Balancing Act

Jonathan Clements

STOCKS MARCH EVER higher, portfolios get ever fatter and yet the conundrum facing investors remains the same. We have no idea what will happen next to share prices—and no reliable way of figuring it out. Consider:

  • Valuations are rich, but they have been for much of the past three decades. Indeed, if above-average valuations were your signal to sell, you likely would have dumped stocks long ago and missed out on substantial gains. The reality: Valuations don’t predict short-term returns, though they have some bearing on 10-year results.
  • Just because a market has gone up doesn’t mean it won’t keep going up. Yes, it feels like we’ve had a nonstop 10-year bull market. But there’s been a slew of intervening dips—including a 19.4% drop in 2011 and a 19.8% plunge last fall—so maybe we shouldn’t be especially bothered by the current bull market’s length.
  • Bonds and cash investments offer skimpy yields, so arguably stocks remain the most attractive asset class, despite their rich valuations. Moreover, while U.S. stocks look pricey, foreign shares seem far more reasonably priced.

That said, it feels like there’s a limit to how much better the news can get. The 10-year Treasury note is barely above 2%. How much further can yields fall—and hence how much more of a lift can they give to share prices? The corporate tax rate was just cut, giving a onetime boost to company profits. It’s unlikely we’ll get another big corporate tax cut any time soon. Meanwhile, corporate profits are at 9.2% of GDP, versus a 50-year average of 7%. Can we really expect profit margins to widen further?

Where does all this leave us? If you’re under age 45, I’d just keep shoveling money into the stock market, both here and abroad. Even if you have a substantial sum in stocks, you’ll likely save as much—if not more—over the next 20 years. Any decline in share prices could ultimately rebound to your benefit, as you buy at lower prices.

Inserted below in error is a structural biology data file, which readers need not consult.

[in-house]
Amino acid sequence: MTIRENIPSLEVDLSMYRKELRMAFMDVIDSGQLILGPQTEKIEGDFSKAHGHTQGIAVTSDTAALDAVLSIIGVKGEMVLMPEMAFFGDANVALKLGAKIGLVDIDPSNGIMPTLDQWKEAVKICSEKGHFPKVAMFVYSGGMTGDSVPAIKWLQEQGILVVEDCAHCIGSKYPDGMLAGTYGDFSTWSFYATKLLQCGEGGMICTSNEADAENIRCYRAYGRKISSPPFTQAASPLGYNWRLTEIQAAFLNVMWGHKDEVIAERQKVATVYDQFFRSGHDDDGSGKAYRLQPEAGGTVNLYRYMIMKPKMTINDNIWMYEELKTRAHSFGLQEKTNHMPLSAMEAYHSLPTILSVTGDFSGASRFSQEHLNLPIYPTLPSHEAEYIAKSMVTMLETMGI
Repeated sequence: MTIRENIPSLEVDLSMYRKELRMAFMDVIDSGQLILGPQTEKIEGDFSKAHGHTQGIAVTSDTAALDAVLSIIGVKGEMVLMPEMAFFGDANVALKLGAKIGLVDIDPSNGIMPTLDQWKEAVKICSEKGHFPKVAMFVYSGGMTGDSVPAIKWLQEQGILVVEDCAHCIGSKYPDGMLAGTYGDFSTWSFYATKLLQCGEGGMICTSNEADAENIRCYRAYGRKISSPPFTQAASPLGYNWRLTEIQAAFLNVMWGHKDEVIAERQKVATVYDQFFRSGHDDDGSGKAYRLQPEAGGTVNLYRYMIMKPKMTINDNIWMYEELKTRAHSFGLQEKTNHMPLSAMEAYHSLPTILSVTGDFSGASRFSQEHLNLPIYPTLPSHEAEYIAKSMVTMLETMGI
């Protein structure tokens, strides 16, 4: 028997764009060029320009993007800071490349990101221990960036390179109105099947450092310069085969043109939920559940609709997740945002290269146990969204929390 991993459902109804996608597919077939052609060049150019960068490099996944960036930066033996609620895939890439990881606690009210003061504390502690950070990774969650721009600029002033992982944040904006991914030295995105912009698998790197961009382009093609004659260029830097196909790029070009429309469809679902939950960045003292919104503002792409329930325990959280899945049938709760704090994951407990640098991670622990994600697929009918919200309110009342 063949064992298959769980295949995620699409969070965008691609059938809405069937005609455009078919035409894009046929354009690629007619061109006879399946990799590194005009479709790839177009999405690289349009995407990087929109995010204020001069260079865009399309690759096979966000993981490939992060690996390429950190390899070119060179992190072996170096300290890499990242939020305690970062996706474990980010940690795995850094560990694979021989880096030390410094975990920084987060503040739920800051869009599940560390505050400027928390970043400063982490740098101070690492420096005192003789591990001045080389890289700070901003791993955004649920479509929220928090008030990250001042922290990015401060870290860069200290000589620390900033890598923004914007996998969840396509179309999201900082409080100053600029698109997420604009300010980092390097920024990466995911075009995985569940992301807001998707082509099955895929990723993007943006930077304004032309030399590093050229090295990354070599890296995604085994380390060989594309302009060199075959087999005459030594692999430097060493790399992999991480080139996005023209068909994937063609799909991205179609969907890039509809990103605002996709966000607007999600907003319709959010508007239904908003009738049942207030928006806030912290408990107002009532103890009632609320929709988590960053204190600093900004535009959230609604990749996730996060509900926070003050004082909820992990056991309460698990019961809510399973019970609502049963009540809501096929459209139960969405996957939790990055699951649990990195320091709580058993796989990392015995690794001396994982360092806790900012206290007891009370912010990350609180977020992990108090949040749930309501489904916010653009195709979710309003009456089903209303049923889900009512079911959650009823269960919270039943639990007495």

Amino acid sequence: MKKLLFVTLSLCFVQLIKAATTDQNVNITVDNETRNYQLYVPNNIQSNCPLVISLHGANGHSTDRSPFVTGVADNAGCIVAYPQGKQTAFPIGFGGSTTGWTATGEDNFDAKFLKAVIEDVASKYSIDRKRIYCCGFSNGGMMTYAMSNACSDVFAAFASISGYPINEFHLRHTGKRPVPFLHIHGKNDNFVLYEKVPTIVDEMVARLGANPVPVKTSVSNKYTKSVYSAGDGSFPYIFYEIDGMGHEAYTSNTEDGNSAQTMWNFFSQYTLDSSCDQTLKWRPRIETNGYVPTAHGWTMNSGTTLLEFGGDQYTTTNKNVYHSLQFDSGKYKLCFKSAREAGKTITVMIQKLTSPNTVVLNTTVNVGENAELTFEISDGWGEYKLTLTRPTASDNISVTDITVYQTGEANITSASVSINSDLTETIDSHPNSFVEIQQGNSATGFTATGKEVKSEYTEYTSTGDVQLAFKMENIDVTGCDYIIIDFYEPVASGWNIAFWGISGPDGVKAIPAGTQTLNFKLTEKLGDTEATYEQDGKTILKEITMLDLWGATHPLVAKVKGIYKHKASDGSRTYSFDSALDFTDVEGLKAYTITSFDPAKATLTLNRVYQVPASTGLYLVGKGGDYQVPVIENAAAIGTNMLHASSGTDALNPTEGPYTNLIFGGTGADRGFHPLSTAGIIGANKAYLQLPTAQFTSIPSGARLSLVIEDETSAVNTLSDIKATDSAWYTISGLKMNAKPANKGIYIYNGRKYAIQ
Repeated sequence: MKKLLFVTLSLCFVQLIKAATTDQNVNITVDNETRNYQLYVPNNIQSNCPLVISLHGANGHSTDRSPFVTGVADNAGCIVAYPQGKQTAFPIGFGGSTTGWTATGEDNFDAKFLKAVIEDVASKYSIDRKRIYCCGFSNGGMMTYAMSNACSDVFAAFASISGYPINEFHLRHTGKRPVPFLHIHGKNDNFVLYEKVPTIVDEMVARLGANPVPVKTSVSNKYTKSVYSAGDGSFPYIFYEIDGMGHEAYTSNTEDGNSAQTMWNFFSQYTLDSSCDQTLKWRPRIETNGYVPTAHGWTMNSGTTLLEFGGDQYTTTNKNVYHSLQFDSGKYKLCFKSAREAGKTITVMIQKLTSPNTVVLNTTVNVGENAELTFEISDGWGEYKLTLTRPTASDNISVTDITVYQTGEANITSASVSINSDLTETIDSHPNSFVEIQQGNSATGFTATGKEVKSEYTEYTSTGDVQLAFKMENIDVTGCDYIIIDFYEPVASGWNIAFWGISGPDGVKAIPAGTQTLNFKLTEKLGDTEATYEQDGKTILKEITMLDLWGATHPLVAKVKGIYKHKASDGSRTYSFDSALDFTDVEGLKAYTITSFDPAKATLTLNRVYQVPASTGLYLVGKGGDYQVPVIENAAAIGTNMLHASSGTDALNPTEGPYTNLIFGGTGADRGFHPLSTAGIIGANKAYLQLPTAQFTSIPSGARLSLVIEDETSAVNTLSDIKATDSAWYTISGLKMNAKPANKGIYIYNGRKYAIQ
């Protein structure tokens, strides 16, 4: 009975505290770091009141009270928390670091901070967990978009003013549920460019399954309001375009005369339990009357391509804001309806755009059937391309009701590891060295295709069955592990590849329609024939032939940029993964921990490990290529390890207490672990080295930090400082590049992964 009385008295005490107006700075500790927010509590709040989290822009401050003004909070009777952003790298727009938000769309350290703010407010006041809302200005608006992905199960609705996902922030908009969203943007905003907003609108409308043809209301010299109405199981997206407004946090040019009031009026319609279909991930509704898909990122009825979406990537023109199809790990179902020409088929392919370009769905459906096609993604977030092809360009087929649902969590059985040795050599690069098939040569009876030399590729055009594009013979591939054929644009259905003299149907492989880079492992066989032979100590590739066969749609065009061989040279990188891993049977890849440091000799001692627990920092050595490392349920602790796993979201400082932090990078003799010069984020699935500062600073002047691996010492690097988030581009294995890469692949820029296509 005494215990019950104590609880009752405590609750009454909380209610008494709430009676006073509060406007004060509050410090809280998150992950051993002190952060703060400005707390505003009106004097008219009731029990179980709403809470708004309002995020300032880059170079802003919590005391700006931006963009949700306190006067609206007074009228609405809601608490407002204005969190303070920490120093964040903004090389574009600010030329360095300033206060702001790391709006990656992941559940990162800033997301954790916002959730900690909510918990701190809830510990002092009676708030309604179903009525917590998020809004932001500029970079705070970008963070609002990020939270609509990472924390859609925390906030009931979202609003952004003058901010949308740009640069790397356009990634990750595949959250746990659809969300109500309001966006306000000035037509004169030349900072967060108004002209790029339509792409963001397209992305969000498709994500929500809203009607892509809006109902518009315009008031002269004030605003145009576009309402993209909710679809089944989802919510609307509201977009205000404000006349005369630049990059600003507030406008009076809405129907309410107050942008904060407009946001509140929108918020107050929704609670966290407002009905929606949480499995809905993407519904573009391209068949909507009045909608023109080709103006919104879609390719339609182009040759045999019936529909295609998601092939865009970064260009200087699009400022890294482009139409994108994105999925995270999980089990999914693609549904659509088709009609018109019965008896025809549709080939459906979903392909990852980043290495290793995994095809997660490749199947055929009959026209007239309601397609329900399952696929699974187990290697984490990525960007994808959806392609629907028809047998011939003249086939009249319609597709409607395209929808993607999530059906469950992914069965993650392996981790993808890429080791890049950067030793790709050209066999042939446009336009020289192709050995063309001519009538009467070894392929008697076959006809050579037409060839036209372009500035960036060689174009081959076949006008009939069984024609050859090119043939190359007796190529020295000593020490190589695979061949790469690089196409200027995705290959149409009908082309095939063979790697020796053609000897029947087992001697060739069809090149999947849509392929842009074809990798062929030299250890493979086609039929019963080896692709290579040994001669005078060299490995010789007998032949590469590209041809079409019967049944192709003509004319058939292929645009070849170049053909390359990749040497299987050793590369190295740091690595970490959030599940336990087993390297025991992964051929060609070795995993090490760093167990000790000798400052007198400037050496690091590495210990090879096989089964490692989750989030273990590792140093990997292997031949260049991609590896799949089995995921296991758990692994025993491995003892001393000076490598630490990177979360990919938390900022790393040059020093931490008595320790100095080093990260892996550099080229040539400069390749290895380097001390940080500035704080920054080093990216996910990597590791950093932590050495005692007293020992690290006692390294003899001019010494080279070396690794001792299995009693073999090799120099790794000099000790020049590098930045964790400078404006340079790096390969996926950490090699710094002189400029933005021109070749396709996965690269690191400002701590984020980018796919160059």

But if you’re older, let me put in a plug for an idea that might be dubbed “over rebalancing” or “goal rebalancing.” This harks back to an idea I’ve discussed before—and which I purloined from friend and fellow author Bill Bernstein. As Bill says, “When you’ve won the game, stop playing with money you really need.”

The notion: If you’re comfortably on track to meet your retirement goal, maybe you should dial back the amount of risk you’re taking, so there’s less chance your financial future will unravel because of horrible markets.

To get a handle on the topic, all you need is a relatively simple financial calculator. Suppose you’re age 50, you have $375,000 socked away for retirement and you plan to save $15,000 a year over the next 15 years. Your goal is to retire at age 65 with a $750,000 nest egg, which should be enough to generate $30,000 in annual retirement income, assuming a 4% withdrawal rate. This would be on top of Social Security and any pension income. To calculate your target nest egg, simply multiply your desired annual retirement portfolio income by 25.

We’ll ignore inflation and do the calculation in today’s dollars. There will, of course, be inflation in the years ahead—and, to compensate, you’ll need to step up the sum you save each year with inflation. Let’s also assume you have 75% in stocks and 25% in bonds, which you figure will give you a blended real rate of return averaging 3.25% a year—with the stocks clocking a 4% real annual return and bonds notching 1%. Remember, these are after-inflation rates of return: If we get 2% annual inflation in the years ahead, you’ll need a nominal return above 5% to make the numbers work.

Result? At age 65, assuming that 3.25% real return, you’d have $890,000 in today’s dollars, comfortably above the $750,000 you were hoping for. What if you dropped your target real rate of return to 2.5%, which is what you might earn if you had your portfolio 50% in stocks earning 4% and 50% in bonds earning 1%? You’d still reach age 65 with $812,000, more than your $750,000 target.

So should you over-rebalance? I think it’s a matter, in part, of individual temperament. Do you want to lock in your financial future—or continue taking risk in the hope of an even more comfortable retirement?

I also think you need to consider your personal margin for error. What do I mean by that? If a big market drop would put your retirement at risk—and you fear you couldn’t compensate by working longer, saving more or spending less in retirement—I’d be more inclined to declare the game won and favor a less risky portfolio.

Follow Jonathan on Twitter @ClementsMoney and on Facebook. His most recent articles include A Penny SavedTax Rate Debate and That’s Enough. Jonathan’s latest books: From Here to Financial Happiness and How to Think About Money.

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